The ‘right to repair’ bill currently being considered by the US Congress has become a point of contention between car manufacturers and civil liberties advocates. The bill would allow local mechanics and garages to perform repairs on cars with computers, which are currently considered the ‘intellectual property’ of the car manufacturer.
Fred Von Lohmann of the Electronic Frontier Foundation argues that the bill should be extended to include not just cars, but all electronics and computer equipment:
That was Fred Von Lohmann of the Electronic Frontier Foundation, speaking on the ‘Right to Repair’ bill, which is currently in Committee in the US House of Representatives.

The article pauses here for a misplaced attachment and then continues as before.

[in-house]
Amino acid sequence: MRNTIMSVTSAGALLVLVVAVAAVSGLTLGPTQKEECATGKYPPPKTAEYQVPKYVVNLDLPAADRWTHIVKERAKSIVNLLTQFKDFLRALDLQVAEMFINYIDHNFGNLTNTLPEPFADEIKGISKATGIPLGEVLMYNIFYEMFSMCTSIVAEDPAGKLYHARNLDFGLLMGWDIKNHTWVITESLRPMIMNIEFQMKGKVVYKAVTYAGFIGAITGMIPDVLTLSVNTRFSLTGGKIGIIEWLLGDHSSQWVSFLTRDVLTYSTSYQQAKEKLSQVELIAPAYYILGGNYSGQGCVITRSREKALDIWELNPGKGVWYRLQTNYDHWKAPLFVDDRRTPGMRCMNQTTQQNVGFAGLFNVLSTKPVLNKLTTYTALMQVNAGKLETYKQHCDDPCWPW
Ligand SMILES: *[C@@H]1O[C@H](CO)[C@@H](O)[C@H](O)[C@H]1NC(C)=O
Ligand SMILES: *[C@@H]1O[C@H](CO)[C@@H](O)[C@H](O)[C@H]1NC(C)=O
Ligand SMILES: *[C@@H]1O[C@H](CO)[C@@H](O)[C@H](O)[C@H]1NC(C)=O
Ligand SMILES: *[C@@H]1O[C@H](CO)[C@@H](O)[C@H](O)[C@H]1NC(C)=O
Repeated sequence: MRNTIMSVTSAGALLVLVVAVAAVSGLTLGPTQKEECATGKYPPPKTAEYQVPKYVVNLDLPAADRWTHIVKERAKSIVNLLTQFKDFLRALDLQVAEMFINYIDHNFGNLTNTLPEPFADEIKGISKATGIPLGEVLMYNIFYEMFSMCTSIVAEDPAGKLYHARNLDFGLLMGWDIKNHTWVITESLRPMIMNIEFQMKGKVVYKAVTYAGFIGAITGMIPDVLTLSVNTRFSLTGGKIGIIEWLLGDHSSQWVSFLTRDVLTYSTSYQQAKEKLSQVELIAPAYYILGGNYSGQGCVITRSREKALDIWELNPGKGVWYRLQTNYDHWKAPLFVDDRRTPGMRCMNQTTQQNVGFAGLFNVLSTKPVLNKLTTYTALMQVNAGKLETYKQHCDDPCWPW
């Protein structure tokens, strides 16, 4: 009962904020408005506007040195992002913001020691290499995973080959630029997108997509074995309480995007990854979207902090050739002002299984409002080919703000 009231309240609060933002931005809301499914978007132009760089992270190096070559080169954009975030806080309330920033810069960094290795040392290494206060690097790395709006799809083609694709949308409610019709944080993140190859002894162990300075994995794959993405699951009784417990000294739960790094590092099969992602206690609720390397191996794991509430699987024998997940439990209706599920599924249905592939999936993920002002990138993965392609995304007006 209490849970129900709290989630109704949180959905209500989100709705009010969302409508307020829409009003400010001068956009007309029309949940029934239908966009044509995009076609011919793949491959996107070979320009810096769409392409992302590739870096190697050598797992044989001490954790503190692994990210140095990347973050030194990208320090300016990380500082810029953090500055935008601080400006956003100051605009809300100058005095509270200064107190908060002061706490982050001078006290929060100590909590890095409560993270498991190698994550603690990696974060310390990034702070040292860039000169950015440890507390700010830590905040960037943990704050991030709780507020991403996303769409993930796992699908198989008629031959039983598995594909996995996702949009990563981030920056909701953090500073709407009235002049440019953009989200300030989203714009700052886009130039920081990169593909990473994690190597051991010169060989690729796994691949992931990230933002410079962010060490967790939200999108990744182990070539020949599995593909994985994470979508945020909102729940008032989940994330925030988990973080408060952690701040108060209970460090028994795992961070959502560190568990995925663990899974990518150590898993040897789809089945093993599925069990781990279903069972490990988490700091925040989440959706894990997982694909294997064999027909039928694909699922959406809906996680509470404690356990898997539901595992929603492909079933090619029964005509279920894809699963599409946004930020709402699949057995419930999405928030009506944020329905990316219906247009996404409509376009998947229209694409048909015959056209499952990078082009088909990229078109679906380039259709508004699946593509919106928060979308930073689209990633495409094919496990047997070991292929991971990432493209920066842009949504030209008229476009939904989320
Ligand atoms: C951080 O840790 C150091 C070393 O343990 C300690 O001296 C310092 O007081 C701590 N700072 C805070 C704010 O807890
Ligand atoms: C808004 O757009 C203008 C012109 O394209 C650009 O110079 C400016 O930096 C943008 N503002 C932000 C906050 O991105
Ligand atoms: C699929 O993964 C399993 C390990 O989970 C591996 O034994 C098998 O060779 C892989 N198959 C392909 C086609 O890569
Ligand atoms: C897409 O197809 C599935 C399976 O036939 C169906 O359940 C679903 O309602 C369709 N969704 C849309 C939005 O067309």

After yesterday’s California Supreme Court decision upholding that state’s ban on gay marriage, ad-hoc protests were held across the country challenging the decision. In Portland, gay rights advocates gathered at Pioneer Courthouse Square to voice their outrage.
With a 6 cent increase in fuel taxes, a new bill passed in Salem today will pay for the improvement of state transportation systems. But some say its projects are misguided. Kboo’s Lila Tetzlaff explains.
Canadian courts have, for the first time, convicted someone for war crimes committed in another country.
Though the Canadian government is not calling their law ‘Universal Jurisdiction’, today’s ruling has a lot of similarities with a Spanish law that has allowed that country to convict foreign war criminals.